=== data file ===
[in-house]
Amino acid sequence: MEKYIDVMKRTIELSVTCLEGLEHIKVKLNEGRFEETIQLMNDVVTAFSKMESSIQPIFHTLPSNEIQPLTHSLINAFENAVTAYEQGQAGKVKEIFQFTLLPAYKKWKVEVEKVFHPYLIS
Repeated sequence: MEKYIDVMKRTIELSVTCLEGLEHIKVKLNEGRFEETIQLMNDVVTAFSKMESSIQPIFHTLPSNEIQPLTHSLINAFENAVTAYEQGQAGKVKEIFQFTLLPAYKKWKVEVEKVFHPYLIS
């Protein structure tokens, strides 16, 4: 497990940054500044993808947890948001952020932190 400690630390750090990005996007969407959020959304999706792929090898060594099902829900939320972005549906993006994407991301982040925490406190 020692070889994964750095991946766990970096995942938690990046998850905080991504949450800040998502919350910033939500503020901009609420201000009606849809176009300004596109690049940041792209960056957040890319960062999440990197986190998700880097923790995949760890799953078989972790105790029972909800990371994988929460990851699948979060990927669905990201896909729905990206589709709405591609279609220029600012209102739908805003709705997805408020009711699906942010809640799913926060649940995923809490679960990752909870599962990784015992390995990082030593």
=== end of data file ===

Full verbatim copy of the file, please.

[in-house]
Amino acid sequence: MEKYIDVMKRTIELSVTCLEGLEHIKVKLNEGRFEETIQLMNDVVTAFSKMESSIQPIFHTLPSNEIQPLTHSLINAFENAVTAYEQGQAGKVKEIFQFTLLPAYKKWKVEVEKVFHPYLIS
Repeated sequence: MEKYIDVMKRTIELSVTCLEGLEHIKVKLNEGRFEETIQLMNDVVTAFSKMESSIQPIFHTLPSNEIQPLTHSLINAFENAVTAYEQGQAGKVKEIFQFTLLPAYKKWKVEVEKVFHPYLIS
């Protein structure tokens, strides 16, 4: 497990940054500044993808947890948001952020932190 400690630390750090990005996007969407959020959304999706792929090898060594099902829900939320972005549906993006994407991301982040925490406190 020692070889994964750095991946766990970096995942938690990046998850905080991504949450800040998502919350910033939500503020901009609420201000009606849809176009300004596109690049940041792209960056957040890319960062999440990197986190998700880097923790995949760890799953078989972790105790029972909800990371994988929460990851699948979060990927669905990201896909729905990206589709709405591609279609220029600012209102739908805003709705997805408020009711699906942010809640799913926060649940995923809490679960990752909870599962990784015992390995990082030593």